Unfortunately my German is too poor to compare the poetic qualities of the Der Fluch Des Engelhart (FdE) libretto (which was originally written in English, the sung version is a translation) to that of Wagner's librettos. On the whole, the texts of Wagner operas are constructions of short lines mixed with long ones, in archaic language.
Perhaps it is a construction I'm not familiar with, but the Baron continuously refers to Hildegunde as Euer, although to the best of my knowledge "euer" is plural "you". This may be how the opera illustrates the "archaic" part of the text.
There are several themes in the libretto of FdE that are similar to ideas in Wagner's oeuvre. These are:
-the malicious aristocracy: the main villain is the Baron, who seems to rule the town;
-the "people" are treated as one person. They are only briefly referred to in the bookled, but the townsfolk seem to support the grudge the blacksmith has towards Engelhart.
-the loneliness of the main character. The hero of the story, Engelhart, is lonely as blacksmith assistant: he is treated badly by his boss and by all the townsfolk. After he becomes a werewolf, he is forced to live alone in the woods.
Musically, there can be found distinct differences between the young Wagner and the old Wagner. Wagner's earlier works were much in the style of the then popular Grand Opera, containing ballets and arias. Wagner's earlier works, notably Rienzi, strictly follow the form of Grand Opera, with ballets, catchy choirs and arias. Later works by the composer are very different in this respect: the operas become less divided into movements and more composed as a whole.
Analog to this development, the Leitmotif takes a more important place, and eventually comes the main material for Wagner's operas. A Leitmotif is a short melody that is linked to a character, a theme, a mood, an item, an event. As such, the Leitmotive become primary storytellers. This is especially noticable in the Ring cycle.
Harmonically, Wagner's works are very complex. The best illustration for this is the Tristan-chord. What's also worth noting is Wagner's extensive use of chromatics.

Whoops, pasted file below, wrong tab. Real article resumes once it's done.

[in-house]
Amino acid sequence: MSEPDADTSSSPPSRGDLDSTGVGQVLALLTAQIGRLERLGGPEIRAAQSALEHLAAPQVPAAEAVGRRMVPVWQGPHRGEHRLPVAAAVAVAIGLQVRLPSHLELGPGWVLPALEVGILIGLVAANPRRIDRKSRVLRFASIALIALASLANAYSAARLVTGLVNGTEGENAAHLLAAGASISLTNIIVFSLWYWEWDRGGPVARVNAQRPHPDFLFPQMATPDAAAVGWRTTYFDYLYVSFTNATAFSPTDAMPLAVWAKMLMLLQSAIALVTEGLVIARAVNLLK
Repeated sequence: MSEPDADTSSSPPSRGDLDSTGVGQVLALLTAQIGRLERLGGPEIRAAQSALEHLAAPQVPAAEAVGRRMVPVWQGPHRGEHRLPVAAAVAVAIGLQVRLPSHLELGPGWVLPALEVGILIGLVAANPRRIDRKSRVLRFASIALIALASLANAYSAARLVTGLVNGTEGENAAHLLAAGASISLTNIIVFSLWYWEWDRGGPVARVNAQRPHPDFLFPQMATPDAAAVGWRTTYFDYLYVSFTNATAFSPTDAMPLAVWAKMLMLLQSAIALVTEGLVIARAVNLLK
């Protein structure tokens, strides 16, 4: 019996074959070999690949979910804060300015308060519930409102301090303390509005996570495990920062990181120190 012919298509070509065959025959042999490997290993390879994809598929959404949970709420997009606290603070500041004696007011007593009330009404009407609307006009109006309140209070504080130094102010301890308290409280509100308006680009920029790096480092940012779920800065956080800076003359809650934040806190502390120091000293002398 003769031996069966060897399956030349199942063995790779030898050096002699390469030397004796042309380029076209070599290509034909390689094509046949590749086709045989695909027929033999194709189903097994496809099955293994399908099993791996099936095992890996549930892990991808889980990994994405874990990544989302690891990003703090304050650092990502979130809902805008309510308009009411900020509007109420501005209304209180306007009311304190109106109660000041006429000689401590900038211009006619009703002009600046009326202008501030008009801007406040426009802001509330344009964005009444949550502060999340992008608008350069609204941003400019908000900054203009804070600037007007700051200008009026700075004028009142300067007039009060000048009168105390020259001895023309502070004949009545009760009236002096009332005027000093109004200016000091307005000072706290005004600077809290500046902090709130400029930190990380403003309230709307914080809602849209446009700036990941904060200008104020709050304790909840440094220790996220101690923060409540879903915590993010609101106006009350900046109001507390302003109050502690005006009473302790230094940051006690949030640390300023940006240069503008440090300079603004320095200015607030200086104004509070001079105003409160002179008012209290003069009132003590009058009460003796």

Unfortunately, FdE is too short to be able to distill any Leitmotif from it. However we can tell the following:
-The theme of the Aria To The Moon is the same as the Overture. Some earlier Wagner overtures, notably Der Fliegende Hollander, tell the story of the opera. In later overtures the Leitmotive are exposed for the first time.
-The first act of FdE is the Gabriel Knight: Sins Of The Fathers theme.
-FdE is divided into sections, like the earlier Wagner operas. There are several arias and the townsfolk have their choir at the wedding feast.
-FdE appears to be much shorter than anything Wagner ever wrote.
-FdE's singing parts are indeed very melodic. In Wagner's later works, the sung parts are more declamated.
Richard Wagner is one of the most important composers in music history. His view on opera, his writings, his ideas for decor and costumes, his use of atonal elements and complex harmonies in music have made an impression that cannot easily be measured, but that is definitely huge.
As a musicologist and critical scientist I see often where any biographer goes wrong: whenever an author starts to reflect his own ideas into facts.
For this reason I feel the need to write a disclaimer in which I pose my opinion towards Wagner:
Even though my disrespect for him has eased through learning more about him, I really can't stand his music. It is cold to me, it does not give me emotions, inspiration, relaxation, or any sense at all. There is much atonal, modern and complex music that I can appreciate, for its philosophical idea, the images that it brings, emotions that I may experience. Wagner however fails to give me anything I need, lack or want.
I have in the past worked on an article on Wagner, with positive results. This article dealt with the libretto of Die Walküre. Nevertheless I still know that my personal feelings towards the man's music will affect my writing.
Also I cannot stress enough that my native language is Dutch. This causes my English to be broken at some places. It gives me still more issues with German, which may be similar to Dutch but is in fact my fourth language.
On the internet, you may find the excellent site WagnerOperas.com, with an in-depth biography, opera synopsis, librettos, vocal scores, MIDI files, videos...
Das Judenthum in der Musik. Although not strictly relevant to the case, this is the German text of the article in which Wagner published his anti-semite sentiments.
Der Fluch des Engelhart Libretto
The BBP Gabriel Knight Companion Circuit
Gabriel Knight: Sins Of The Fathers Companion
The Beast Within: A Gabriel Knight Mystery Companion
Der Fluch des Engelhart and Richard Wagner
Talking Tantalizing Tarot in The Beast Within: A Gabriel Knight Mystery and Phantasmagoria
Gabriel Knight 3: Blood Of The Sacred, Blood Of The Damned Companion
Gabriel Knight 3 Gallery #1
Gabriel Knight 3 Gallery #2
Gabriel Knight 3 Wayback Treasures
Gabriel Knight 3 Secret Documents